In the animal world, as in the political world, there are observers and declarers. Declarers state their opinions with absolute certainty. They rarely ask the opinions of others, do not qualify their statements, never seek other points of view. They tend to embrace fixed labels – left, right, animal lover – that tend to shut the doors to thoughts or opinions beyond them. I cannot imagine describing myself as on the left or the right where there are so many compelling ways to look at the world.
I am always surprised when people tell me rather than ask me what the animals I live with are thinking. For one thing, I have no certainty about it. The longer I live with the animals, the less absolute I am about what is going on in their minds. They are alien, mysterious and fascinating creatures. We do not yet have a language for them, I believe, even if many of us think we do.
I am an observer. The more I learn, the more I see, the less sure I am of things. There are no good labels for me. The mark of every fine mind I've known are the words "I don't know," or "what do you think?" Real intellects are never certain. Thursday when I came back to the farm after some chores, I saw my vision of the peaceable kingdom -this was always the goal at Bedlam Farm – spread out before me. Rocky grazing, the donkeys nearby, the sheep in the middle. I was feeling smug. The barn cats were in the barn, the chickens were in their coop, all of the animals out in the sun filling their bellies together.
In just a few minutes, it went mostly to pieces. Simon ran Rocky into a fence when he came too close, Mother disappeared – she as been gone for one night, not too long for a barn cat – the chickens escaped through an open door in the coop, Storm Center was in overdrive spreading mass hysteria about another storm unlike any other and making lots of money off of it. There is, of course, no such thing as the Peaceable Kingdom, not on earth at last. We live in the real world, and I live with real animals in the real world of animals. There is trouble and change.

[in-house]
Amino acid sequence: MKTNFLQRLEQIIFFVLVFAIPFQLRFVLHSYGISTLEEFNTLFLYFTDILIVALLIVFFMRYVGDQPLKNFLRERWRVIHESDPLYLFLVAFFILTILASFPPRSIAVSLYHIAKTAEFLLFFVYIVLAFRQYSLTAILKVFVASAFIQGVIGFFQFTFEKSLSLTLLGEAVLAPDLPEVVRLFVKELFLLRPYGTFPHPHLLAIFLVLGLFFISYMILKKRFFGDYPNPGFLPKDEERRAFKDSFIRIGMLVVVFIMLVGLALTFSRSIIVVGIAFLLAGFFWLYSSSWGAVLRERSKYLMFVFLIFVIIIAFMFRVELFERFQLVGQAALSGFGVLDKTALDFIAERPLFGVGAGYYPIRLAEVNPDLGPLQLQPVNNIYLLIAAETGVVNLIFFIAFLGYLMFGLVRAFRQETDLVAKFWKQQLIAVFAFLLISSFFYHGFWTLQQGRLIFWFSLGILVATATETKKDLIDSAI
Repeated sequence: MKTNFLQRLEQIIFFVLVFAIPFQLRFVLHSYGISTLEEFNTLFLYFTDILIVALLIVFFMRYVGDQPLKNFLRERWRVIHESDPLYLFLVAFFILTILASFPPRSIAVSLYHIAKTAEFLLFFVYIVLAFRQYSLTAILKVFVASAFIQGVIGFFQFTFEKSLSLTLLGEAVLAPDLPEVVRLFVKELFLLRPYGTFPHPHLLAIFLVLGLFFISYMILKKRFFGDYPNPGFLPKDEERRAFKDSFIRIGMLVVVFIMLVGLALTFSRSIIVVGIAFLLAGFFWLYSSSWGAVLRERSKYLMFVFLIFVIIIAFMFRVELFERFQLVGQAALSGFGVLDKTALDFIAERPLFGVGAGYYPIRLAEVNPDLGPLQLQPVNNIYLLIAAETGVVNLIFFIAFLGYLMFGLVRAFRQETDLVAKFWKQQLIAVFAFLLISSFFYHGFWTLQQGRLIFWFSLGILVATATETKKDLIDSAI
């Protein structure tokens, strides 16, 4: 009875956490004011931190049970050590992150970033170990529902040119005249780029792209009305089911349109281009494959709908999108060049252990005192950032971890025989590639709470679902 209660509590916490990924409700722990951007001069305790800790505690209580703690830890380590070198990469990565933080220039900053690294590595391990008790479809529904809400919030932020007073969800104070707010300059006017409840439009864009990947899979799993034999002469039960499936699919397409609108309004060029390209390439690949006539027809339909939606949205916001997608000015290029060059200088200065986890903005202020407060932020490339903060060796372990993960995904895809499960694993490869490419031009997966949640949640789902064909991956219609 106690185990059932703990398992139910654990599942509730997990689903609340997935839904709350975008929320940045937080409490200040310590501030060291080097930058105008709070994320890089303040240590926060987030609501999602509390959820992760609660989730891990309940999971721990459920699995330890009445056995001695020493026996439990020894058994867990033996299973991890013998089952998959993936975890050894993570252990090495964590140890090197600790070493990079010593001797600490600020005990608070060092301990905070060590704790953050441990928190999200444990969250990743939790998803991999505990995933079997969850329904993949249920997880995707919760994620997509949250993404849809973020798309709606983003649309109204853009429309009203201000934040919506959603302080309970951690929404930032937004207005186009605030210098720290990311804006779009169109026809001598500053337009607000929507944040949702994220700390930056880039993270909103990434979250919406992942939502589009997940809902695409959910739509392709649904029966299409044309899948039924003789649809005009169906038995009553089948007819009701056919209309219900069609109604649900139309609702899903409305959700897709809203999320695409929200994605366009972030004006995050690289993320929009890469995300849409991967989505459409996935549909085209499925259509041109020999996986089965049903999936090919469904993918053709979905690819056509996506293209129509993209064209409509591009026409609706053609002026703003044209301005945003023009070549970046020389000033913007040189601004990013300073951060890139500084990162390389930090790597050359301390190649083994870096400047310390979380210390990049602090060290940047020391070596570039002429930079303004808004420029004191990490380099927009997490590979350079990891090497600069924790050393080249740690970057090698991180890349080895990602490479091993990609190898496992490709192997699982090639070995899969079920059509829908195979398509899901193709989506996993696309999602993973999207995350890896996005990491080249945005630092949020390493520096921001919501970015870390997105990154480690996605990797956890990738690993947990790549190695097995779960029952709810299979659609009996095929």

Rocky is sealed away in his new paneled enclosure, the chickens made their way back into the Coop. I don't know about Mother, she will make her own choices and is free to do so. The Peaceable Kingdom, like the meaningful life, is not a fixed point, not a destination. It is the road there, always on the road there.
I am getting lots of messages from declarers – people who are sure they understand the motives and morals of animals. For some reason, these messagers assume I know nothing about the animals I have lived with for more than a decade. I'm not sure why that is. It is, I think, the occupational hazard of observers. Since we don't declare certainties, a vacuum is created for others to fill. Part of the national disease, I think – stating opinions and shutting out others. A left and a right. Rocky will be protected, Simon given time to assert his authority and adjust. That's my declaration. The Peaceable Kingdom hovers, a vision on the horizon.